I'm afraid I don't have much experience in this area. Most of the books available on this topic are college textbooks and not written for beginners. They are also generally quite expensive to purchase. The exception to this is:
Arpaci-Dusseau, Remzi H., & Arpaci-Dusseau, Andrea C. (2014). Operating Systems: Three Easy Pieces. Madison, Wisconsin: Arpaci-Dusseau Books, LLC.
which can be purchased in Kindle format from Amazon for only about $10. I have this book in my library and managed to get through about 1/3 of it. Although the book is well-written, the subject matter becomes very technical, very quickly. The authors, professors at the University of Wisconsin in Madison, illustrate the concepts they present with examples (written in C) of implementations in real-world operating systems.
I'm aware of two other books which I believe are well-known in the area of operating system theory.
Silbershatz, Abraham, & Galvin, Peter B., & Gagne, Greg (2018). Operating System Concepts. 10th Edition. Hoboken, New Jersey: John Wiley & Sons, Inc.
Tannenbaum, Andrew, & Bos, Herbert. (2015). Modern Operating Systems. 4th Edition. Upper Saddle River, New Jersey: Pearson Education, Inc.
These are also textbooks, and I believe have widespread use in operation system concepts courses in universities.
One thing you will need to do is define what is meant by "look deep". This is very possibly something that will have to take shape as you start exploring the topic, but some questions to keep in mind as you go on your travels are:
Do I want to know the theoretical underpinnings of the concepts behind operating systems>
Do I want to know how to implement those concepts in a functional way (i.e., performance doesn't matter)?
Do I want to know how those concepts are implemented in an efficient way?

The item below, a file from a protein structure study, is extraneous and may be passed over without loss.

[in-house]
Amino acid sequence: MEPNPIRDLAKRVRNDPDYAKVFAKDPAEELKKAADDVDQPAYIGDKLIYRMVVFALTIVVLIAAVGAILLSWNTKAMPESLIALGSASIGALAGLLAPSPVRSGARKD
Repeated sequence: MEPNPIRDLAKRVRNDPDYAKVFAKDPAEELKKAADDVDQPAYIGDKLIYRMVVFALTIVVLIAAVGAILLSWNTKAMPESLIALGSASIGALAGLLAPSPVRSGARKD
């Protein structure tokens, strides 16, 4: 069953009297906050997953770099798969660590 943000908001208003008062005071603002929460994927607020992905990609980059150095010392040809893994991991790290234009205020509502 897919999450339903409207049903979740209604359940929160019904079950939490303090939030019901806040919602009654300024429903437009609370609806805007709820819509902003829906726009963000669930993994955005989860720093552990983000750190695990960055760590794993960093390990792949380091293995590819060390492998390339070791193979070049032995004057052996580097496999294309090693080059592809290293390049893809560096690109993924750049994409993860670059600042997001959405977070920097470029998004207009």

Do I want to know how those concepts come together and play nice with each other?
Do I want to know how specific operating systems have chosen to deal with these concepts?
Do I want to know how to effectively use the features of a specific operating system?
Do I want to know how to manage and configure a specific operating system properly?
There are certainly other aspects that could be listed and each one of these can be a very deep dive in its own right (to be sure, there are overlaps between them -- no way to avoid that even if that were the goal).
While there's no one "best" way to go about this, a couple of paths that come to mind might be:
First take a shallow dive into the broad concepts that is as divorced from any real operating system as possible. The intent is to get familiar with the big picture of what an operating system needs to (are at least should) do and why it needs to (or should) do it. Don't worry about how it does it. Real operating systems (especially anything approaching a modern operating system) are behemoths with a huge amount of complexity. You want to first focus on the core concepts.
Then look at how those concepts can be implemented functionally, preferably by writing a toy operating system that does the bare minimum and then adding features bit by bit. Don't expect it to be usable -- that's not the point.
After that, you can start doing deeper dives into various aspects of real operating systems with some confidence that you have a mental framework to build on.
Come at it from the other direction entirely. Pick a real OS and start getting some mastery at administering it. Learn what it can do and how to bend it to your purposes. Don't worry at all about how it does things under the hood (though you will pick up a bunch of that along the way).
The starting picking aspects of it and deep dive into their implementation (linux is probably best for this since it is open source). Learn about the theoretical and conceptual aspects as needed to understand the implementation.
Pick one narrow aspect of an OS (networking, file management, process management, memory management, etc., etc.) and focus your efforts on that. You can come from either direction, but keep your focus tight. When you've reached the level of knowledge and skill you are comfortable with (at least for the time being), shift your focus to something else.